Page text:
Other Water Quality Programs. Remaining Division of Water Quality (DWQ) programs will move into the reorganized Division of Water Resources (DWR) under director Tom Reeder. The state budget attached a $2 million budget reduction to the water program reorganization. Using the reorganization to cut programs and people has risks. After four years of budget cuts, it will be difficult to reduce the combined water programs by another 12.4% without hurting critical functions. In reality, there has been little overlap in the activities of the two divisions; DWQ had responsibility for water pollution programs and DWR focused on water supply — quantity rather than quality. It is not clear that the additional budget reduction will leave the state with effective water quality and water supply programs. DENR will also need to be sure program cuts don’t threaten its ability to meet federal requirements for delegated permitting authority under the Clean Water Act and Safe Drinking Water Act. Those requirements go beyond simply having people to issue permits. In addition to meeting regulatory and planning standards set in federal law, the federal grant agreements link to specific performance measures for state permitting and compliance activities. The earlier post on reorganization proposals talked about some of the program requirements linked to delegation of Clean Water Act permitting.
A July video message from Division of Water Resources director, Tom Reeder, to staff in the Water Resources and Water Quality divisions provides some insight into next steps for the water programs. New information about the reorganization was limited, although Reeder said the new organization of around 700 employees would have fewer managers (and no deputy director). After briefly talking about the reorganization, Reeder described plans for a review of water programs and rules that will begin right away and be completed by the end of December. The purpose of the review goes beyond identifying duplication of programs in the newly combined divisions. Reeder describes it as an effort to eliminate rules and programs that are overly burdensome or ineffective.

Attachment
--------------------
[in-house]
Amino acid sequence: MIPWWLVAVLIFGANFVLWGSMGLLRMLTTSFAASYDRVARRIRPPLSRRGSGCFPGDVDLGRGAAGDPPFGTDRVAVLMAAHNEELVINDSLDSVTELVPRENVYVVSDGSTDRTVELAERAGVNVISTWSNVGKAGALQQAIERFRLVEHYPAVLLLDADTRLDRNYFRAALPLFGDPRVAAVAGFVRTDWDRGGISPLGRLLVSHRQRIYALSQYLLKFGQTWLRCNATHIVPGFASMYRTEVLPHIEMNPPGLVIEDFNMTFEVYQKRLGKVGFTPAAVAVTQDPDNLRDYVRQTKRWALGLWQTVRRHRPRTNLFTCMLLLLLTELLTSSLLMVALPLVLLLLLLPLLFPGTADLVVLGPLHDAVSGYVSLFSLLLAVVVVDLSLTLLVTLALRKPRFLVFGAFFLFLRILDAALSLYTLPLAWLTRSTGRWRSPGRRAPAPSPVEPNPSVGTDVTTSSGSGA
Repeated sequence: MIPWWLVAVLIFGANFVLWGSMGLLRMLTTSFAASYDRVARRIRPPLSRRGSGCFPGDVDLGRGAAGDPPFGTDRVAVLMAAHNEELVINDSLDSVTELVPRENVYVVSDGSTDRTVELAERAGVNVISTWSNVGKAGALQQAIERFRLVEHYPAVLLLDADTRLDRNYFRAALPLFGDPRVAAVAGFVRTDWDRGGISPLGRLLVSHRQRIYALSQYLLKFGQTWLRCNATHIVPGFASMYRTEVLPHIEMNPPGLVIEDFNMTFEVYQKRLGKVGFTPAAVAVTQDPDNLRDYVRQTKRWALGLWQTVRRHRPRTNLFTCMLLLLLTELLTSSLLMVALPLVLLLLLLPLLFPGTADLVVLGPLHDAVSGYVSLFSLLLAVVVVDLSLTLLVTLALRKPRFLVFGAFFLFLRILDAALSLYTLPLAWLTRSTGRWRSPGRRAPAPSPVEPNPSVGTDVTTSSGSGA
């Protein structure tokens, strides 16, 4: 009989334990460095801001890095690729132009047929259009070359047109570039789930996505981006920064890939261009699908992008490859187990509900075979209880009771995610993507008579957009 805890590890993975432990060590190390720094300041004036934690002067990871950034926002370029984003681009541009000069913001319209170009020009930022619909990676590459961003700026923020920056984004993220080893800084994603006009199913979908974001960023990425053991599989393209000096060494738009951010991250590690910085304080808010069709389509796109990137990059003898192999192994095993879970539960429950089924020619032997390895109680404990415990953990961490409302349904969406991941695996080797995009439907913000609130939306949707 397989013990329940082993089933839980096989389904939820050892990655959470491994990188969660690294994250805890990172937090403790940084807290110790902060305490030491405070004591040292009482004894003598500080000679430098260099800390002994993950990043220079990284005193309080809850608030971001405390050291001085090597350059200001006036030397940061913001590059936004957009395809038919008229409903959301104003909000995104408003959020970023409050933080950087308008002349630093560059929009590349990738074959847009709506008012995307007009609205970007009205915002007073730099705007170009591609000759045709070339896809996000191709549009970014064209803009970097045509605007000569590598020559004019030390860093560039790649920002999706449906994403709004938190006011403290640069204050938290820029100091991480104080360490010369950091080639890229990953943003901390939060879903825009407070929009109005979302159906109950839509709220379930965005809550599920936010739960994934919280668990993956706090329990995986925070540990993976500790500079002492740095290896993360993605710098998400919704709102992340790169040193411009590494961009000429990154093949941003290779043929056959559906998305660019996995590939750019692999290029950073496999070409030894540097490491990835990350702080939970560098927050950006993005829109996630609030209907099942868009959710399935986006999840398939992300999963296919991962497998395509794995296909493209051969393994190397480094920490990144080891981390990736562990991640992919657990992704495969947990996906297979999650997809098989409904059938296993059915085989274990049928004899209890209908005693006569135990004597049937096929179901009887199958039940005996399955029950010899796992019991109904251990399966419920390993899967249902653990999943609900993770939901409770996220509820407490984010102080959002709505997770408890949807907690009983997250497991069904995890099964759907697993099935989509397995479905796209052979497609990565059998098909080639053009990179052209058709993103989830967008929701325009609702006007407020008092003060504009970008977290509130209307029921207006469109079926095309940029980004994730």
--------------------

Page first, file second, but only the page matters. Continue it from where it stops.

In the video, Reeder specifically mentions riparian buffer rules as a program area needing review. It isn’t clear whether that means minor adjustments or wholesale revision of the buffer rules, but the buffer rules are a good example of one potential pitfall in the review process — some rules are part of larger water quality strategies and the burdens and benefits need to be looked at in that context. Buffer rules put an additional burden on real estate developers and property owners, but using buffers as part of a broader nutrient reduction strategy can lower the cost to other nutrient sources (including municipal wastewater treatment plants and agricultural operations). Continuing to balance the burden among point and nonpoint sources will be particularly important where buffer rules rules account for some of the load reduction required to meet an EPA-approved Total Maximum Daily Load for impaired waters.
The Division of Water Resources has formed an outside involvement committee to help with the review of water programs and rules. You can find the Reeder video on YouTube. Discussion of the reorganization and review of water rules begins around the 7-minute mark.